I've been programming nearly all of my life (around 20+ years), and I don't think I can remember a single time when I was looking at a if-statement and think "Hmmm, this would be a good time to use XOR." The entire logical programming universe seems to revolve around just these three.

Granted, with AND/OR/NOT gates, you can make any other logical statement. However, there might be a time where it might save you some code to combine two or three statements into a single logical statement. Let's look at the 16 possible combinations of logical connectives:

- FALSE = Contradiction = 0, null, NOT TRUE
- TRUE = Tautology = 1, NOT FALSE
- X = Proposition X = X
- NOT X = Negation of X = !X
- Y = Proposition Y = Y
- NOT Y = Negation of Y = !Y
- X AND Y = Conjunction = NOT (X NAND Y)
- X NAND Y = Alternative Denial = NOT (X AND Y), !X OR !Y
- X OR Y = Disjunction = NOT (!X AND !Y)
- X NOR Y = Joint Denial = NOT (X OR Y), !X AND !Y
- X ⊅ Y = Material Nonimplication = X AND !Y, NOT(!X OR Y), (X XOR Y) AND X, ???
- X ⊃ Y = Material Implication = !X OR Y, NOT(X AND !Y), (X XNOR Y) OR X, ???
- X ⊄ Y = Converse Nonimplication = !X AND Y, NOT(X OR !Y), (X XOR Y) AND Y, ???
- X ⊂ Y = Converse Implication = X OR !Y, NOT(!X AND Y), (X XNOR Y) OR Y, ???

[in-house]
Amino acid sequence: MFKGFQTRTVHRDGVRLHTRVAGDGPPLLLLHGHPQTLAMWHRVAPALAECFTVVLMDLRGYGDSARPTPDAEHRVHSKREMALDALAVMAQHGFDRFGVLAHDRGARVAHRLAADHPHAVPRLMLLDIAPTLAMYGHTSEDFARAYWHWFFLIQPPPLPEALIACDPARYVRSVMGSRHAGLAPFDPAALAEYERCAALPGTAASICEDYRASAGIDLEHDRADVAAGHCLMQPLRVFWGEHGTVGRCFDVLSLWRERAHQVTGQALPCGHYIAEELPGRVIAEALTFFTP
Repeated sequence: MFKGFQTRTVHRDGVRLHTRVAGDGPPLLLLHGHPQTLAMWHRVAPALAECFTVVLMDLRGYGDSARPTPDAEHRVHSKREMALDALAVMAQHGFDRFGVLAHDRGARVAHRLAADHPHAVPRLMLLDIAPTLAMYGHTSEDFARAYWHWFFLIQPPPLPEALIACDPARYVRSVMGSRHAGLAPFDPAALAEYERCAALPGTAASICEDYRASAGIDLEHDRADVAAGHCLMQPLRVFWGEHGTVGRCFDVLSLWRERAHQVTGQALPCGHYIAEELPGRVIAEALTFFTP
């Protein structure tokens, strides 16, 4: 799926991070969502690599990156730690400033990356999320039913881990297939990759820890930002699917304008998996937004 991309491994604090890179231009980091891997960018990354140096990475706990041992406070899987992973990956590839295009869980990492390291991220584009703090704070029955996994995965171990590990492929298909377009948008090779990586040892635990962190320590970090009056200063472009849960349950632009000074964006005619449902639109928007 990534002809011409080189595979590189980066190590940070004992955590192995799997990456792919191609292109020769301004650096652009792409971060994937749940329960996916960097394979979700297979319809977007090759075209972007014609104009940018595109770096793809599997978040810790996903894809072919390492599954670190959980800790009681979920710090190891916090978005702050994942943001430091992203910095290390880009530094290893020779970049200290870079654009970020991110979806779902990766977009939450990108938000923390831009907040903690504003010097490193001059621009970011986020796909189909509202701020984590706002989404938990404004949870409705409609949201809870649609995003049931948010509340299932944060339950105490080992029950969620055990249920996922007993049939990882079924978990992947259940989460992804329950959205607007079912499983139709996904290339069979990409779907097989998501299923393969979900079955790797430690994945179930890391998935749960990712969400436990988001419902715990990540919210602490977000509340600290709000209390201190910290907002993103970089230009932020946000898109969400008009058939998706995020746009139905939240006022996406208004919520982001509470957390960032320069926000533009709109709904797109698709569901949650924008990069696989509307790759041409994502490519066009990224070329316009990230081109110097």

- X XOR Y = Exclusive disjunction = NOT (X IFF Y), NOT (X XNOR Y), X != Y
- X XNOR Y = Biconditional = X IFF Y, NOT (X XOR Y), !X AND !Y

So, items 1-2 involve zero variables, items 3-6 involve one, and items 7-10 are terms we are familiar with. (Though, we don't usually have a NAND operator, but at least Perl has "unless" for universal NOT.)

Items 11-14 seem like interesting ones, but I've never seen these in programming. Items 15-16 are the XOR/XNOR.

Can any of these be used for AND/OR/NOT simplification? If so, have you used them?

**UPDATE:** "Not equal" or != is really XOR, which is used constantly. So, XOR is being used after all.

Are you kidding? Look at the right side of your list. Now look at the left. Done.Yes, but I'm talking practically. XOR is about the only other function available in programming, and again, I've never really seen a spot to use it. Most of my complex logic statements involve several different variables, which wouldn't apply here. – Brendan Byrd Sep 28 '11 at 11:33